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Cardhalla is a charity event that has been held at Gen Con since 1999. During the convention, a city is constructed out of donated trading card game cards. Near the end of the convention attendees are invited to throw coins at the city to destroy it. The thrown coins are collected and donated to charity. The motto is: "Build. Donate. Destroy."
Attendees may help in the building process using the cards that are donated. They may come and go as they wish, as the event is a 24-hour event hosted for free. The usual style of building consists of folding cards and stacking them. However, cutting a card to make a fit or even just stacking cards without folding is always an option. Glue, tape, and other adhesives are not permitted.
Approximate tower sizes: three inches to over 17 feet, built by Aaron Clay at Gen Con 2006.
- In 2006, the tallest was 56 card sides high, or about 17 feet.
- In 2005, the tallest was 33 card sides high, or about 10 feet.
- In 2004, the tallest was 21 card sides high, or about 7½ feet.
- In 2003, the tallest was 20 card sides high, or about 7 feet.
- In 2002, the tallest was 20 card sides high, or about 7 feet.
Donations come from anyone at the convention. Cards from over 100 different card games have been used. Cards range from the most common to the rarest cards of games. People also donate time to help clean up, manage, and chat.
- 2006 Phoenix ConGames: $276 to orphanage
- 2006 Gen Con: over $500 to Girls and Boys organization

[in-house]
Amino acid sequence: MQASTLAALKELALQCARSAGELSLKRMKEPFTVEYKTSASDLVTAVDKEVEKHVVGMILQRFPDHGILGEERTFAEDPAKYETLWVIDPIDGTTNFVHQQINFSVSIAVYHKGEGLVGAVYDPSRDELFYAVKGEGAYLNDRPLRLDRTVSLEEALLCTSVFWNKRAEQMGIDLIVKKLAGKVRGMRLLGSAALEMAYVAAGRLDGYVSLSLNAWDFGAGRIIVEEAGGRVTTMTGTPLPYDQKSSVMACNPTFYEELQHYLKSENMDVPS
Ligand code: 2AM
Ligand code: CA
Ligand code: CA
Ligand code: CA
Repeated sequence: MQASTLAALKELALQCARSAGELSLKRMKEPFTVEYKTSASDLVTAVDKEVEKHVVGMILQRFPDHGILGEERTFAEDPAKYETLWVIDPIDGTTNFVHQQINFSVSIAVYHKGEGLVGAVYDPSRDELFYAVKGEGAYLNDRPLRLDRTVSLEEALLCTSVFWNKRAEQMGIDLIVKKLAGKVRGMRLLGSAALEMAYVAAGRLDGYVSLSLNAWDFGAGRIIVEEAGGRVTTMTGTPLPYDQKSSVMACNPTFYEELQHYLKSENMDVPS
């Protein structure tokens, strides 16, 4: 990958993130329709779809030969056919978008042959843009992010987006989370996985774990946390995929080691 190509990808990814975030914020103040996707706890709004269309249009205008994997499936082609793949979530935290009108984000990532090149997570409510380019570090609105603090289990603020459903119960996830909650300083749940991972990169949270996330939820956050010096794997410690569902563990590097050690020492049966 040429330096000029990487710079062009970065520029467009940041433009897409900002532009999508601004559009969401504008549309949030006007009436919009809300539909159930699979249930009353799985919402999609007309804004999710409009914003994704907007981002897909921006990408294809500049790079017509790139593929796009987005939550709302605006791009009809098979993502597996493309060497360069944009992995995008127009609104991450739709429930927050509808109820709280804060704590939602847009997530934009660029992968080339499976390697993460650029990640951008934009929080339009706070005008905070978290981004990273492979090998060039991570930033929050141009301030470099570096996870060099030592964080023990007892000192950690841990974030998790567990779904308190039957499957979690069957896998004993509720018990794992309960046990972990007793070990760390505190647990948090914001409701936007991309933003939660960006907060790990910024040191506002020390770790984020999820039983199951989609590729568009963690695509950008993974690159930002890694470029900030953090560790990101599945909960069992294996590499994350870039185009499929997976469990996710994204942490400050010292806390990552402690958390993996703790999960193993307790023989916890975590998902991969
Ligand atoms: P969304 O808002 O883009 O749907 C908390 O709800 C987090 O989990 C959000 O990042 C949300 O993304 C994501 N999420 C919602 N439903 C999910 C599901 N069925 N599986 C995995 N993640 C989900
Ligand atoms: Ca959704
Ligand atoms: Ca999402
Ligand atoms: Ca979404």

- 2005 Gen Con: over $500 to the Make a Wish Foundation
The original card set that started the building was the premiere of the "Young Jedi" CCG, demo decks were given to everyone at GenCon, and stacks of the starter decks were left scattered around the hall.
On Saturday night at 10:30, all are invited to help destroy the city that takes the four days of the convention to build. With the first city, back then known just as "Cardland", the idea to raffle off the destruction of the city was introduced. The winning entrant decided to invite everyone back to throw coins at the city. This would allow everyone to help in the destruction as well as raise more money for charity, as all the coins would be collected and donated as well. The city takes a matter of minutes to destroy and just under an hour to clean up.
Cardland, as the first event came to be known in 1999, happened spontaneously. Free sample packs of cards were given to attendees. A couple of people began to build little towers out of cards while waiting for one of their friends to finish a game. A sign was left out "Add on if you wish, but do not destroy." Soon other convention attendees began adding onto the project. As that Friday night progressed more and more was added on including bridges and tall towers. Roads connected structures, and buildings of all types came about. Soon encompassing 20 tables, both above and below, a city and its suburbs were formed, one of which became known as Cardhalla. The name stuck and the next year, 2000, Cardhalla became an official event of Gen Con, and in 2000 it had a designated space within the tournament hall.
A large portion of the cards donated to the original Cardhalla were the giveaways included in every attendee's bag, such as cards from the Monty Python and the Holy Grail card game and various promotional cards. When possible, each building was designed with cards from a similar game or license. (Such as Star Trek, Star Wars, Netrunner and Rage)
Since then, the event has raised nearly 2000 dollars for charity and given people an opportunity to do something with their spare time at the convention.
In 2006 the first offshoot of this event was seen at Phoenix ConGames where 30,000 cards were used to build, donate, and destroy. Over 1000 cards were taken from the GenCon 2005 event and used to seed Phoenix ConGames 2006. The money raised ($276.00) at Phoenix ConGames was donated to a local orphanage.
- Kneale, Klaus (August 2008). %2Fblogs.forbes.com%2Fdigitaldownload%2F2008%2F08%2Fgen-con-houses.html&date=2008-09-10 "Gen Con: Houses of Cards" Check
|url=scheme (help). Digital Download. Forbes. Archived from the original on 2008-09-10. Retrieved 2008-09-10.